Friday, June 11, 2010
First sale doctrine examined by 9th Circuit
The Ninth Circuit Court of Appeals will consider the “first sale” doctrine in copyright law, with oral arguments having been made on Monday June 7. The case (Universal Music Group v. Augusto) involves Troy Augusto who was sued in 2007 for 26 eBay auction listings for promotional CD’s. The question is specifically whether people can resell promotional CD’s from secondhand stores. These are compact discs that have “not for resale” on them.
The Electronic Frontier Foundation has a news story dated June 2, “EFF Fights for Your Right to Resell CDs in Monday Hearing; Appeals Court to Consider 'First Sale' Doctrine for eBay Seller”. The link is here. There are two other related cases, Vernor v. Autodesk and MDY v. Blizzard.
I can remember from early days of classical music record collecting that I would occasionally encounter “promotional copies” of records.
In 1998, the Supreme Court had held that the first sale doctrine holds in the "gray market", for goods manufactured in the United States and sold abroad, as in this article by Christopher Miller. That case was Quality King Distributors, Inc. v. L'anza Research International, Inc.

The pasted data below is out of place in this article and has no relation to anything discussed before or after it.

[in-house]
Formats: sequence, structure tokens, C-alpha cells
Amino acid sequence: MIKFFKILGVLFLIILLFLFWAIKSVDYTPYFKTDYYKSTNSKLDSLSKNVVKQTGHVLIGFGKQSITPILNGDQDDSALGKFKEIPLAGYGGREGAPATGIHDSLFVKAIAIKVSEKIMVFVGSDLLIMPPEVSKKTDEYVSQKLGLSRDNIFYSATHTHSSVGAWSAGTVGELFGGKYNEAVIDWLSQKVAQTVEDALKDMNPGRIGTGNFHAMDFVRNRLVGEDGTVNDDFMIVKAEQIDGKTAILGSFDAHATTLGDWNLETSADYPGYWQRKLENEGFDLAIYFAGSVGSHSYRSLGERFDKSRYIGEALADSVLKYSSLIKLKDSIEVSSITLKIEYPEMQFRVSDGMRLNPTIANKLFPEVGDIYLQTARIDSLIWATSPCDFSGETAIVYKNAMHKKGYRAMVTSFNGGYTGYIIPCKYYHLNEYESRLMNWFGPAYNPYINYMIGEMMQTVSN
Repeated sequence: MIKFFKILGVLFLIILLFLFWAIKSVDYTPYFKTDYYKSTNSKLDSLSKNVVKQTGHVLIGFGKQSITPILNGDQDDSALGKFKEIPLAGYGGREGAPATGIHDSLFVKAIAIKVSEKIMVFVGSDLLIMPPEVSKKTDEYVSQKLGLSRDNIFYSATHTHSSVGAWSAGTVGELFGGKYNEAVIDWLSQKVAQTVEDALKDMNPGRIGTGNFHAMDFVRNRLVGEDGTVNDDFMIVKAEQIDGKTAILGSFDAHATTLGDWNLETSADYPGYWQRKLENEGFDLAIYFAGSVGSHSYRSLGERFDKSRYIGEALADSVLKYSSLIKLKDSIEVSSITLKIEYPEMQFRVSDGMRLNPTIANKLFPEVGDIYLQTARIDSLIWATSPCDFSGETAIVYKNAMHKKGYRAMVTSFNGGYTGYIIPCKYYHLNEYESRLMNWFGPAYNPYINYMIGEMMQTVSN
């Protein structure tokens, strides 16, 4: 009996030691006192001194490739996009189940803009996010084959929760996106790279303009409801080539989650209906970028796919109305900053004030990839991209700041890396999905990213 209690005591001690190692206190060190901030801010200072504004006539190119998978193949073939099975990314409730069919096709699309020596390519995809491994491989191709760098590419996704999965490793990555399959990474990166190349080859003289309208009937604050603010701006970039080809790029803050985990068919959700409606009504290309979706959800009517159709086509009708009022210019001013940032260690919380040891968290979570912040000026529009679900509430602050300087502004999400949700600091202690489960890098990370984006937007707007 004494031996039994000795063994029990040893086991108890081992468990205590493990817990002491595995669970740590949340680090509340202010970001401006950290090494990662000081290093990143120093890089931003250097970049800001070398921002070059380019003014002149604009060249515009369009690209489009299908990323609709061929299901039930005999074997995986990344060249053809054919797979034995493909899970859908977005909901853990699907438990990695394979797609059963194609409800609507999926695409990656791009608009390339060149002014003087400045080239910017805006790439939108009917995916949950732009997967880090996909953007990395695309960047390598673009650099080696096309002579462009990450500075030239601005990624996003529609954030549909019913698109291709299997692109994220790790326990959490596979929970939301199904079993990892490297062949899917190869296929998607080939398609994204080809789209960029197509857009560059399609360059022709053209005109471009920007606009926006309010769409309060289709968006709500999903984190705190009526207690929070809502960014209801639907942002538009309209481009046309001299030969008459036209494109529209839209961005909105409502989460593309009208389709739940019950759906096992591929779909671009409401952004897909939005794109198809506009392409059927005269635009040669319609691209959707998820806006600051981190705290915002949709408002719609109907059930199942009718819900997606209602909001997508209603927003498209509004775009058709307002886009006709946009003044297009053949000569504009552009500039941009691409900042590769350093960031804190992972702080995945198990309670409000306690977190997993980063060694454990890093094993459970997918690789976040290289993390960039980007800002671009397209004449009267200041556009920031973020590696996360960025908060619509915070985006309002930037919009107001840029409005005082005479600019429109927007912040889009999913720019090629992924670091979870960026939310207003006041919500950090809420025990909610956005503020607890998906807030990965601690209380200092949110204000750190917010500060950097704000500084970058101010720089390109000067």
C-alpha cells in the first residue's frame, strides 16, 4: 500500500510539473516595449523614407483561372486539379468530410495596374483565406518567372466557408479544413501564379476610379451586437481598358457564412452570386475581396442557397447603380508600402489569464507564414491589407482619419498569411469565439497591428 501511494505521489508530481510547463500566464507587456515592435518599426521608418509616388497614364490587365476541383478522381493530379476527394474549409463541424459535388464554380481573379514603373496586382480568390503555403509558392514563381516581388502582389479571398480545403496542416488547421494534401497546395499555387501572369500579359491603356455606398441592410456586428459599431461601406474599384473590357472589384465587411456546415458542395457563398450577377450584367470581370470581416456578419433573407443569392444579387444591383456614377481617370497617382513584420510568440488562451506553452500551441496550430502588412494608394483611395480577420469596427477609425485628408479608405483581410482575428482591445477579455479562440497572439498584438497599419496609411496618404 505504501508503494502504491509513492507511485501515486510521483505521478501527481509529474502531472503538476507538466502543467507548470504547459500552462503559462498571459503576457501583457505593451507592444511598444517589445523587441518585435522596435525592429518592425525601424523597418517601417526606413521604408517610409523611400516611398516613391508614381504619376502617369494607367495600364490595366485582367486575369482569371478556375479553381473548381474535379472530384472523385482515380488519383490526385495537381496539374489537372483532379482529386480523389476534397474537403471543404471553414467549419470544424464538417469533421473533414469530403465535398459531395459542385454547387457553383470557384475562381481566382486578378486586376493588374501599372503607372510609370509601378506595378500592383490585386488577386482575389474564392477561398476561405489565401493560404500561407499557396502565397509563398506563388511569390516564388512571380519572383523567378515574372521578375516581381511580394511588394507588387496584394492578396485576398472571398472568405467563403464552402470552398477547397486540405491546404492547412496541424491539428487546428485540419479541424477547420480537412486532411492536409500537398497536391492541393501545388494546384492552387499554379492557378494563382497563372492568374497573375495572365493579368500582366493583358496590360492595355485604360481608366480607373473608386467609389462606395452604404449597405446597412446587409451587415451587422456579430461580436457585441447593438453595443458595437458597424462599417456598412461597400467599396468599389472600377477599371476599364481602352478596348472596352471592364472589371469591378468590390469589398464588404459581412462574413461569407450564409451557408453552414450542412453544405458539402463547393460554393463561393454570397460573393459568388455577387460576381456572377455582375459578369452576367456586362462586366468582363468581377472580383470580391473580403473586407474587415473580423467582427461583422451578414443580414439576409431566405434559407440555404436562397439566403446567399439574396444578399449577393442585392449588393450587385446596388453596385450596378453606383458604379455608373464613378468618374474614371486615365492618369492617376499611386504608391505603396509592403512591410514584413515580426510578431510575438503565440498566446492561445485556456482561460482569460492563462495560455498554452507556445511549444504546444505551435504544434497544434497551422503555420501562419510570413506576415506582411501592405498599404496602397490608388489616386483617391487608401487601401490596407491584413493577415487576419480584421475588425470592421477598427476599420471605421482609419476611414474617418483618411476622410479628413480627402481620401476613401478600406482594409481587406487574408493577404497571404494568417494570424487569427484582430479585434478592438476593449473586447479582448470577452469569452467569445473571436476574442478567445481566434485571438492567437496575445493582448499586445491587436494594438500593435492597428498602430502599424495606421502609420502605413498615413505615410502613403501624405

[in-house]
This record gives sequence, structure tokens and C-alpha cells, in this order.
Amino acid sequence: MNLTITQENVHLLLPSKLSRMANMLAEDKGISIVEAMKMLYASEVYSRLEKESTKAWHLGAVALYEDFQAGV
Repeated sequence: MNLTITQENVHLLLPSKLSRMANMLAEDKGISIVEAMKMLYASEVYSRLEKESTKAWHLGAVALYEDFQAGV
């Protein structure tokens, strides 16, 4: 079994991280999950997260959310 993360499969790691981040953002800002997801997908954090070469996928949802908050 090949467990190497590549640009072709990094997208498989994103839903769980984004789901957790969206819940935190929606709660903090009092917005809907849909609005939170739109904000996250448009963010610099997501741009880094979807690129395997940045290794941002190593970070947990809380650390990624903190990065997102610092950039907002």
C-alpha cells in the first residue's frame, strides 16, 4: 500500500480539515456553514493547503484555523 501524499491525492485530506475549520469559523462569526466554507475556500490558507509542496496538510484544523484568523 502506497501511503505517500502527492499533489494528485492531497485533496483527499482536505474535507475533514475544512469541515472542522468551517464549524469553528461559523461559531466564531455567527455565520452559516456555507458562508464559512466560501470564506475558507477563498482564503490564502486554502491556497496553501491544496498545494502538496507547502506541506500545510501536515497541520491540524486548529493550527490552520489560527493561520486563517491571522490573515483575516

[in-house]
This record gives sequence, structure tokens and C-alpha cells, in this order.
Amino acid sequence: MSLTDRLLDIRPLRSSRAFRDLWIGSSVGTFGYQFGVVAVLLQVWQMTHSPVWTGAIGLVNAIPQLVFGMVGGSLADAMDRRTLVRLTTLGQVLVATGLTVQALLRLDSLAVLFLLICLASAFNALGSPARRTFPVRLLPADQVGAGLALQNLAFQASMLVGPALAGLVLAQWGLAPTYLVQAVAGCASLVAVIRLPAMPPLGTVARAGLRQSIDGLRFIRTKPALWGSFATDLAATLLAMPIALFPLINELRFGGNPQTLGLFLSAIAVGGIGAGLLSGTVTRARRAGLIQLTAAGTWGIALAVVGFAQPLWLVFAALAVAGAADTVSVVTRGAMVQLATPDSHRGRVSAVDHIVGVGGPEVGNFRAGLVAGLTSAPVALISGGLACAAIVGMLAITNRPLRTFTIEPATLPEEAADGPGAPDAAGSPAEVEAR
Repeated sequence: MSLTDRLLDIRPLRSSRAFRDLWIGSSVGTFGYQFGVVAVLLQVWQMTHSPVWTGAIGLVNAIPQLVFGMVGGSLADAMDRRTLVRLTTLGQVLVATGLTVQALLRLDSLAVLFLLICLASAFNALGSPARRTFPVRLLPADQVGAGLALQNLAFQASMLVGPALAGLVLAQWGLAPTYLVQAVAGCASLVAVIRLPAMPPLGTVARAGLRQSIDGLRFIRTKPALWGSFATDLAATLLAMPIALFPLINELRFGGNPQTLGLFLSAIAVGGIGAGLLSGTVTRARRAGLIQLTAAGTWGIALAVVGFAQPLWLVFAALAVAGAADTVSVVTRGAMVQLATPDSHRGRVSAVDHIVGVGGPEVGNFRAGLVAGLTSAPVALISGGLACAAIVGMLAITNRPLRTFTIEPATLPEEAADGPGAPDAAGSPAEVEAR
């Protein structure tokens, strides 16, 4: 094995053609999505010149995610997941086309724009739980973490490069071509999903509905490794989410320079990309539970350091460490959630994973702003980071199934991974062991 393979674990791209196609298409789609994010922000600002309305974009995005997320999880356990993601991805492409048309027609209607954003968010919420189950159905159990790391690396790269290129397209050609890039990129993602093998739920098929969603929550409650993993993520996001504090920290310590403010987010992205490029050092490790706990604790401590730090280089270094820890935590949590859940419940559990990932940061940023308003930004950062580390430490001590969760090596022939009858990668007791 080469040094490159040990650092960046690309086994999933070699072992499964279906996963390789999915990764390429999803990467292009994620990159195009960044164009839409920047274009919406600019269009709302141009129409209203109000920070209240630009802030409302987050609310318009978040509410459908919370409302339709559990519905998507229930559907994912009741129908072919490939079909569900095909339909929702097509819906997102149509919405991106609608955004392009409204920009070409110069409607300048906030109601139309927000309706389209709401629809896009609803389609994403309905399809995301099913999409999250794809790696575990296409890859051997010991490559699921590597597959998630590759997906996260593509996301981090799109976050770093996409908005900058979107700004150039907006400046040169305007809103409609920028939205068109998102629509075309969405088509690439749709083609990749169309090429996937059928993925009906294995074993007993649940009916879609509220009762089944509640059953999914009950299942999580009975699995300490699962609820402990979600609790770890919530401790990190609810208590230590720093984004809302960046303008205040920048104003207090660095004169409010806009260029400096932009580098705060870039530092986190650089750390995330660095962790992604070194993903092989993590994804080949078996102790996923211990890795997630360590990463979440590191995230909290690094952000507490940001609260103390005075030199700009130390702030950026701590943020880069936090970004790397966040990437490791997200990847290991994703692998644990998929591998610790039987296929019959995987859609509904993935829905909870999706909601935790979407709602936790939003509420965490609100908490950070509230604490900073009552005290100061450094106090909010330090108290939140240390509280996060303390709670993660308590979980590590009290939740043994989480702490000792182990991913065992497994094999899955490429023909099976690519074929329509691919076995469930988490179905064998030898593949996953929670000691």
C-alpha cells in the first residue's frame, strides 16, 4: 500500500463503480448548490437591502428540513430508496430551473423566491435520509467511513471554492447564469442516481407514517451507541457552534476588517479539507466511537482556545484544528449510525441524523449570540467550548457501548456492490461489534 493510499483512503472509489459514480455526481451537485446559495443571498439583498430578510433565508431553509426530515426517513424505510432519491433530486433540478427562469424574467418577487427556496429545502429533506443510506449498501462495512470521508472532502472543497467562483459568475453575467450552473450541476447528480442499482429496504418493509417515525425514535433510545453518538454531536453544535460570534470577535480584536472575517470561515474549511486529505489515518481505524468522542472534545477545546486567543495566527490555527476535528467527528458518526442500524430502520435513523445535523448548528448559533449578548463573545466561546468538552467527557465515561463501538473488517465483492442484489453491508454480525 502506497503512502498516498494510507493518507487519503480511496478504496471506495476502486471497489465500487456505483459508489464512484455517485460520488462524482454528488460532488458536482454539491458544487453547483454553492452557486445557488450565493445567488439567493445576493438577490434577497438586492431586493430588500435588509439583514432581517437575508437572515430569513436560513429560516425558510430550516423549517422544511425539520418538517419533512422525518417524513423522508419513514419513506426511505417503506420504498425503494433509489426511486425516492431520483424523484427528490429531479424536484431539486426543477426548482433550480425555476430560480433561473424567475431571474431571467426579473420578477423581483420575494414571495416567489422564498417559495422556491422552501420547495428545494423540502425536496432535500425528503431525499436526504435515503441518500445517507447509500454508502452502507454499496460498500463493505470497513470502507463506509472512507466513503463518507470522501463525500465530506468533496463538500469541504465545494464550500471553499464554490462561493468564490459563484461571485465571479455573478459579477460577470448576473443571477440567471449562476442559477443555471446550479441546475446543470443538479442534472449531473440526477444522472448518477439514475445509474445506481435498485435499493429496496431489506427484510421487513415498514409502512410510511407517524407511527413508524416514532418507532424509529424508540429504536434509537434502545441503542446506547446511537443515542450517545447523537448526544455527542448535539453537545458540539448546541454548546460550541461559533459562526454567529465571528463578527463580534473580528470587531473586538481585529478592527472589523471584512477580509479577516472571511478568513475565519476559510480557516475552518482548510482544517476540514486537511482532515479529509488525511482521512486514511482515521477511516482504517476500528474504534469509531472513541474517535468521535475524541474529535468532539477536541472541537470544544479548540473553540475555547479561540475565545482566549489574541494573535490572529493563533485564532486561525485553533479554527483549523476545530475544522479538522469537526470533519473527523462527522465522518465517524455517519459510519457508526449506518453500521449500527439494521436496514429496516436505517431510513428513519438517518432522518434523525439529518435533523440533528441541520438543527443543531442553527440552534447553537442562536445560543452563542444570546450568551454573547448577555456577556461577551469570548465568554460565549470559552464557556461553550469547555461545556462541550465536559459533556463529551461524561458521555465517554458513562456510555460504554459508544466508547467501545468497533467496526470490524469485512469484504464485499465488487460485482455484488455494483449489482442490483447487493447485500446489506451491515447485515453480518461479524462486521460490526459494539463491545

I would wonder what the connection would be between limiting the “first sale” doctrine, and copy-protection of DVD’s (as with the DMCA) and CD’s (as when Microsoft tells customers “do not make copies of this CD) with software cd’s. However Wikipedia's article on first sale discusses the Record Rental Amendment of 1984 and the Computer Software Rental Amendments Act of 1990 both amended Section 109 as dealing with this. The Clayton Act, commonly studied in American history, deals in part with anti-competitive misuse of copyright law.
Back in the 1960s, I used to exchange reel-to-reel tape copies of friends' records, which was probably illegal but which we justified or "rationalized" by saying we bought lots of original records. I used to make cassette copies of some valuable vinyl records for personal use as insurance against record wear; this was probably legal.